* BreakingTheFourthWall: From the pilot episode:
--> '''Darrin''': ''[looking right into the camera]'' So my wife's a witch. Every married man has to make ''some'' adjustment.
* BreakoutCharacter: Tabitha; she had two spin-offs focused on her and became a main character on "Passions." [[Series/BigWolfOnCampus Some people even mistake Samantha's name for Tabitha,]] probably due to it being a witcher-sounding name.

to:

* BigBlackout: "The Short, Happy Circuit of Aunt Clara"
** Was
Clara." It was something of a [[TakeThat jab]] HistoricalInJoke at the [[https://en.wikipedia.org/wiki/Northeast_blackout_of_1965 actual blackout of the entire east coast in 1965]] (apparently, that was Aunt Clara's fault -- she tried to magic a piano upstairs by saying "I wish that you were light").
* BreakingTheFourthWall: BreakingTheFourthWall:
**
From the pilot episode:
--> '''Darrin''': --->'''Darrin:''' ''[looking right into the camera]'' So my wife's a witch. Every married man has to make ''some'' adjustment.
** From the second episode, "Be It Ever So Mortgaged":
--->'''Endora:''' ''[looking to the audience]'' Believe me, it'll never work.
** From the episode, "Witch or Wife", Endora looks at the camera and says proudly, "That's my gal!" after Samantha joins her to travel to Paris. Later in the episode, while enjoying a glass of champagne riding atop a transcontinental airliner, Endora says to the camera "It's the only way to fly!"
** Several character's reactions to supernatural incidents will include looking at the camera.
* BreakoutCharacter: Tabitha; she had two spin-offs focused on her and became a main character on "Passions." ''Series/{{Passions}}''. [[Series/BigWolfOnCampus Some people even mistake Samantha's name for Tabitha,]] probably due to it being a witcher-sounding name.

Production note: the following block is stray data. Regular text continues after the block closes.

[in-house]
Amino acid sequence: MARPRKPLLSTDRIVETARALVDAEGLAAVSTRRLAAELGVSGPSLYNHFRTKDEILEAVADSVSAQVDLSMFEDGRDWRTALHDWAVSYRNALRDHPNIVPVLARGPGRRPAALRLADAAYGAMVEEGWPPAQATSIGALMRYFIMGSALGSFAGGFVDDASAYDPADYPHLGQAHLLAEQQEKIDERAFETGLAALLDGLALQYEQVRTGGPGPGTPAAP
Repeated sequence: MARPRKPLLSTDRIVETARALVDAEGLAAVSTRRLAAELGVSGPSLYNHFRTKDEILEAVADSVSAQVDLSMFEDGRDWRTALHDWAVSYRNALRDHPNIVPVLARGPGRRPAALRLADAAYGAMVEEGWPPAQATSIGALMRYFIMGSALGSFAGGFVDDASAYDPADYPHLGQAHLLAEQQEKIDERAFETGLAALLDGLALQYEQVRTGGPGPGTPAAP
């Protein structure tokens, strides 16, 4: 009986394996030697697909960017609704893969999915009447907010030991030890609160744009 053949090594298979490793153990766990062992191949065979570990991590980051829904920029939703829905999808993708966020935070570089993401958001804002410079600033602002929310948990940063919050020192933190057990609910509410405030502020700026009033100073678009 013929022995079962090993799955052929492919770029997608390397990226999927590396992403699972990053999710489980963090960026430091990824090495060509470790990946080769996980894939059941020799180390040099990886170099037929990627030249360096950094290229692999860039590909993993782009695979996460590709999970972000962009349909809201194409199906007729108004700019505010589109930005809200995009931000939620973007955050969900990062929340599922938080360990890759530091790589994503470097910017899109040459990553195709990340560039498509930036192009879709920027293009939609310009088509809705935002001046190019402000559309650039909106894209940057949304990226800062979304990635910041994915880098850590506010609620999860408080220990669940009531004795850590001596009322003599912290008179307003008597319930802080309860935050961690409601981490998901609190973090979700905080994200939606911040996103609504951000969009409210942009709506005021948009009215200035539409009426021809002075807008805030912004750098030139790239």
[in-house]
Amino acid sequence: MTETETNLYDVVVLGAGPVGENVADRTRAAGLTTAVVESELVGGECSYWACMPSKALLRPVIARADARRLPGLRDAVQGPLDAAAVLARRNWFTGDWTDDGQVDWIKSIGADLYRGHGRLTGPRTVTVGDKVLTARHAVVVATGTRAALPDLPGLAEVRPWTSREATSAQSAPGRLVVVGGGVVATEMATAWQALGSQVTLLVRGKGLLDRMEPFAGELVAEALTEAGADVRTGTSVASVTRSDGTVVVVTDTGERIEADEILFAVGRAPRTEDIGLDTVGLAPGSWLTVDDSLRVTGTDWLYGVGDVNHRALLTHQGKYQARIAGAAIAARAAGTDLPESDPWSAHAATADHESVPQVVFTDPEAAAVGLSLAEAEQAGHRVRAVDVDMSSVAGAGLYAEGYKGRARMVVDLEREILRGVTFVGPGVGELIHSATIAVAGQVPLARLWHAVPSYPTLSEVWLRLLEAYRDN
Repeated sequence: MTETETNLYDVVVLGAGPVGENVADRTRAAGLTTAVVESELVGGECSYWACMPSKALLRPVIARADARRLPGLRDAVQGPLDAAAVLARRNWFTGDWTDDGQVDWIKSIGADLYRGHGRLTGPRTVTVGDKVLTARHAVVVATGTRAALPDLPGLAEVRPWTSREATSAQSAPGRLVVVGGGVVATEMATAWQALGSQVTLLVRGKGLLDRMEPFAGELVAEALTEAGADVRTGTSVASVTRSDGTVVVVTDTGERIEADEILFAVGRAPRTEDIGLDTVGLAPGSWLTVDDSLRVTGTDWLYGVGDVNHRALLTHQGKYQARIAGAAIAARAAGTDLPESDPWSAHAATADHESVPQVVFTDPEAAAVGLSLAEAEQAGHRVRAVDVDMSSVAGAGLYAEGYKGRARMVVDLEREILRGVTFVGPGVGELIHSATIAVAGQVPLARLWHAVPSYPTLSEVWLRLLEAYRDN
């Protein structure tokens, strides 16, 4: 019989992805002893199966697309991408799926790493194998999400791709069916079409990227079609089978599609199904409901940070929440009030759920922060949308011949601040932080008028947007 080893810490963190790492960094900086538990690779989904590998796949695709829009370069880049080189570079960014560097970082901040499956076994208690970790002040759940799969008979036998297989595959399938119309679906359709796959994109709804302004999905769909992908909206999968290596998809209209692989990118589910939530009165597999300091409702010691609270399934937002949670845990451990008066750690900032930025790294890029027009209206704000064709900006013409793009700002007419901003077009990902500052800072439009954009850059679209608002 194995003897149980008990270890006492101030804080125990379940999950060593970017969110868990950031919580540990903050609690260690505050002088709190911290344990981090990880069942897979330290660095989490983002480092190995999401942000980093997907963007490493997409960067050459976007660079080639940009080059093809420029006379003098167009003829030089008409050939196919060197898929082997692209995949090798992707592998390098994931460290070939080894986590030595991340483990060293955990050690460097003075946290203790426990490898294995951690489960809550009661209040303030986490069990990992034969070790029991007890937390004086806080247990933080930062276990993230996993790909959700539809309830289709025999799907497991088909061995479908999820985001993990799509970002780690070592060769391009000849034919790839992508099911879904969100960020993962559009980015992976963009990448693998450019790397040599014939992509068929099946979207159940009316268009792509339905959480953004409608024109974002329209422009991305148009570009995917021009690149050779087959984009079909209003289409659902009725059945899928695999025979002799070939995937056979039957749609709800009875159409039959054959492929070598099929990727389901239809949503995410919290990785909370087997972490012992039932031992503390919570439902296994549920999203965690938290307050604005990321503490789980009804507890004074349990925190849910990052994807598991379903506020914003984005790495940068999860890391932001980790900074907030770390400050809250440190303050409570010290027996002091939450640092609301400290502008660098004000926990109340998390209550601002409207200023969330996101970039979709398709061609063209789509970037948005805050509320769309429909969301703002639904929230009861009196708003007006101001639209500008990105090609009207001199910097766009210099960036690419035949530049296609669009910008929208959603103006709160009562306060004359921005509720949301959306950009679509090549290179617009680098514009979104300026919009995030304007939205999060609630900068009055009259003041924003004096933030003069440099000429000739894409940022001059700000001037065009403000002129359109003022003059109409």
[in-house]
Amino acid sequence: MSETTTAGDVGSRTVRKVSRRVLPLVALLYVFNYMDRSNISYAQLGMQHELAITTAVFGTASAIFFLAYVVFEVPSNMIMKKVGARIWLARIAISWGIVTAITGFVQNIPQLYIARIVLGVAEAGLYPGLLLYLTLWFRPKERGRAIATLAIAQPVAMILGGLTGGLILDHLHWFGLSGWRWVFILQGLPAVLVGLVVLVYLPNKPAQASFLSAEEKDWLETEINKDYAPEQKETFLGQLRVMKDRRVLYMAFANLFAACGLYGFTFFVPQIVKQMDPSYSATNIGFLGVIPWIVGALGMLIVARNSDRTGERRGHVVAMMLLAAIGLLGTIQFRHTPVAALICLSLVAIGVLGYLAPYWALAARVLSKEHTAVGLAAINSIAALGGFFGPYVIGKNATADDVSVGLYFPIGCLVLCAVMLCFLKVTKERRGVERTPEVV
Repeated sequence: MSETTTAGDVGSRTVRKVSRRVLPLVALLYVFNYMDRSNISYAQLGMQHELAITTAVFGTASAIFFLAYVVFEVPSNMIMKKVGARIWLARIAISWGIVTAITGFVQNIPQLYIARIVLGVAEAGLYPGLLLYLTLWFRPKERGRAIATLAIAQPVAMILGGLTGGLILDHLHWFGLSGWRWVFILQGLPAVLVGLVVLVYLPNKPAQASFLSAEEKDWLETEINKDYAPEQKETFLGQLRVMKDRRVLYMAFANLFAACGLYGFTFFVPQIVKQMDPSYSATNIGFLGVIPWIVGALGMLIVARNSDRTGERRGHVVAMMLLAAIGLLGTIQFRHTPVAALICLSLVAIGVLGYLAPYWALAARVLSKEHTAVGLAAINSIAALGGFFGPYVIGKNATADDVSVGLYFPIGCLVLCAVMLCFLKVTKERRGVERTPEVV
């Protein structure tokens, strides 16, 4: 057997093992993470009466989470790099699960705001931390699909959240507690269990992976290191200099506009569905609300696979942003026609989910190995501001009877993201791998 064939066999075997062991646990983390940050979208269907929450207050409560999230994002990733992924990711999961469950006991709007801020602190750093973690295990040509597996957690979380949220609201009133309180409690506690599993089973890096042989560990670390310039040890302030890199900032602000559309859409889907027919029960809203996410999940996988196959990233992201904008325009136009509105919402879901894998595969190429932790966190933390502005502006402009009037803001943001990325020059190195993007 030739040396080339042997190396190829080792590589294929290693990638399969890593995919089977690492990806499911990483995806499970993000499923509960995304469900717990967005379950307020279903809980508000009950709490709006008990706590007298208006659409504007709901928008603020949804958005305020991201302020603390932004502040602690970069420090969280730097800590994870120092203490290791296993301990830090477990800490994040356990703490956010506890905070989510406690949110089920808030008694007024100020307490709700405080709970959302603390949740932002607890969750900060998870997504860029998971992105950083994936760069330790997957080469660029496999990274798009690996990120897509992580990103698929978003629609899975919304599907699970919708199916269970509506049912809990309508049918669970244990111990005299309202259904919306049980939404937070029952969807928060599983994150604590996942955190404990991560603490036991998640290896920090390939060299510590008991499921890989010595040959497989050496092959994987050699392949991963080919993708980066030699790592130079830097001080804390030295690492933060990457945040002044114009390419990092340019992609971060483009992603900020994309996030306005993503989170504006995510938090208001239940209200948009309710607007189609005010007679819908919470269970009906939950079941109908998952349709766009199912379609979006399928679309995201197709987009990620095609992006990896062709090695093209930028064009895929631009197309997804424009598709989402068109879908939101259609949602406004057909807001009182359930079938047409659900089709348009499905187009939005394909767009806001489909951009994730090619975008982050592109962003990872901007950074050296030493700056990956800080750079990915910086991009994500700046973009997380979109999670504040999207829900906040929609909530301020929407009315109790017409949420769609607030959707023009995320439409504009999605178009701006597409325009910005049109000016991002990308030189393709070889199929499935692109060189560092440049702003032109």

* CannotTellALie: In a couple of episodes enchanted items were used to force characters to be absolutely truthful.
* CharacteristicTrope

to:

* CannotTellALie: In a couple of episodes episodes, one of them the last episode, enchanted items were used to force characters to be absolutely truthful.
* CharacteristicTropeCharacteristicTrope: It's pretty much a given that any work featuring a female witch trying to live a normal life will bring back memories of ''Bewitched'', to the point of giving it the occasional ShoutOut.



** Elizabeth Montgomery and Dick York voiced prehistoric versions of Samantha and Darrin in an episode of ''TheFlintstones''.

to:

** Elizabeth Montgomery and Dick York voiced prehistoric versions of Samantha and Darrin in an episode of ''TheFlintstones''.''WesternAnimation/TheFlintstones''.



* DinnerWithTheBoss: Happens a few times.
* DoesThisRemindYouOfAnything: Throughout its entire run witches were used metaphorically for plots that otherwise might not be acceptable for television of the time. Occasionally the characters lampshaded it for the audience.
** Darrin mentions that he and Sam are in a "mixed marriage."
** One Halloween Sam is noticeably upset by the ugly witch stereotype she sees, explicitly calling witches a "minority group."
* DomCom

to:

* DinnerWithTheBoss: Happens Darrin has dinner with his boss Larry a few times.
* DoesThisRemindYouOfAnything: Throughout its entire run witches were used metaphorically for plots that otherwise might not be acceptable for television of the time. Occasionally the characters lampshaded it for the audience.
**
audience; Darrin mentions that he and Sam are in a "mixed marriage.marriage," and in one Halloween Sam is noticeably upset by the ugly witch stereotype she sees, explicitly calling witches a "minority group."
** One Halloween Sam is noticeably upset by * DomCom: The series revolves around the ugly witch stereotype she sees, explicitly calling witches a "minority group."
* DomCom
Stephenses' home and family.



* TheEeyore: Esmerelda, in spades.

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* TheEeyore: Esmerelda, in spades. She would vanish into thin air if addressed in even the slightest harsh tone.



* FantasticComedy

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* FantasticComedyFantasticComedy: The show is about a marriage in which the wife is a witch.